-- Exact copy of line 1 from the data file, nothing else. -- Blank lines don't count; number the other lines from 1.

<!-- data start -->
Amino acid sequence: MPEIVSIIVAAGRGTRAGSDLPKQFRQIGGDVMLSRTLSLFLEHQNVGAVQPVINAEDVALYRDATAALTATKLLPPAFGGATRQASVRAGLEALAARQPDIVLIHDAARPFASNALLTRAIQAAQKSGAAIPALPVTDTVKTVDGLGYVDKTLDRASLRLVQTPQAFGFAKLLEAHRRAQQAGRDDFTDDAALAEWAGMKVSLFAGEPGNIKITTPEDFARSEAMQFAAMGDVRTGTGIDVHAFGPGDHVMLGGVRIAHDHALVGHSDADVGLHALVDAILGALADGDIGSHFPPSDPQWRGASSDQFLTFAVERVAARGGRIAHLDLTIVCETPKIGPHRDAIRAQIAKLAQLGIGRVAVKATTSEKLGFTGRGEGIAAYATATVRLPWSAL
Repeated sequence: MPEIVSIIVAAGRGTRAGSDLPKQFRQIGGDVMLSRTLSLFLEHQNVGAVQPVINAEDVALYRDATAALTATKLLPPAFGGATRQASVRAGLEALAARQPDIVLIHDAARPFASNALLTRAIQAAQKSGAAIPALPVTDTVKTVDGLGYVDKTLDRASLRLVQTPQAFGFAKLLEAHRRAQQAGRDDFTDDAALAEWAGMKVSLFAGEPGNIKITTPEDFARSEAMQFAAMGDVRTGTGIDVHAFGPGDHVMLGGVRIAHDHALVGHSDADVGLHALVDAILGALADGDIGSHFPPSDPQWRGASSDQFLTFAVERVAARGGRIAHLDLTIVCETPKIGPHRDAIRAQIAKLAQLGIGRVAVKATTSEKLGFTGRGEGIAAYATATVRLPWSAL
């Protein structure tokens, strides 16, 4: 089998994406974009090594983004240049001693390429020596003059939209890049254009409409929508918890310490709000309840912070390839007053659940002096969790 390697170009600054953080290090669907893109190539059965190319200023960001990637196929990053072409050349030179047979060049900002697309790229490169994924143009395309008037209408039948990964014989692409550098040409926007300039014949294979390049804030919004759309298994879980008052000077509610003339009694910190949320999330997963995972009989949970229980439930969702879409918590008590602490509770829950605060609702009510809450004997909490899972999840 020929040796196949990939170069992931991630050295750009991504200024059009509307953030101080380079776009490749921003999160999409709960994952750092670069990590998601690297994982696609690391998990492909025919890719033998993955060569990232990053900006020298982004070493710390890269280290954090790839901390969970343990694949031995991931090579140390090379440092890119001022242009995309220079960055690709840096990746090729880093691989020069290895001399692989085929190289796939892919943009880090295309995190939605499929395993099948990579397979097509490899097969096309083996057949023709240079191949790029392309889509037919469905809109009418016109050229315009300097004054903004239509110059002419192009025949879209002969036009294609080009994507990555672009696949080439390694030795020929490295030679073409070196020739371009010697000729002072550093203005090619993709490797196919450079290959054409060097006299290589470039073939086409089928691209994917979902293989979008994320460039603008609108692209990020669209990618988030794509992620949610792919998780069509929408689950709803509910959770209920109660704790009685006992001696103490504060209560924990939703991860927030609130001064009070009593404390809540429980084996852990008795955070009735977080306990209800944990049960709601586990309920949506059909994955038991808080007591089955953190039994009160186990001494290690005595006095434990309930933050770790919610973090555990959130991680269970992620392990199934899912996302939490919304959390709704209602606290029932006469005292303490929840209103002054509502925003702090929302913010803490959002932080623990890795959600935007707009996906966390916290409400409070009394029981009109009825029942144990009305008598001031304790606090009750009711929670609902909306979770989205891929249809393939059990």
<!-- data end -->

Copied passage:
Amino acid sequence: MPEIVSIIVAAGRGTRAGSDLPKQFRQIGGDVMLSRTLSLFLEHQNVGAVQPVINAEDVALYRDATAALTATKLLPPAFGGATRQASVRAGLEALAARQPDIVLIHDAARPFASNALLTRAIQAAQKSGAAIPALPVTDTVKTVDGLGYVDKTLDRASLRLVQTPQAFGFAKLLEAHRRAQQAGRDDFTDDAALAEWAGMKVSLFAGEPGNIKITTPEDFARSEAMQFAAMGDVRTGTGIDVHAFGPGDHVMLGGVRIAHDHALVGHSDADVGLHALVDAILGALADGDIGSHFPPSDPQWRGASSDQFLTFAVERVAARGGRIAHLDLTIVCETPKIGPHRDAIRAQIAKLAQLGIGRVAVKATTSEKLGFTGRGEGIAAYATATVRLPWSAL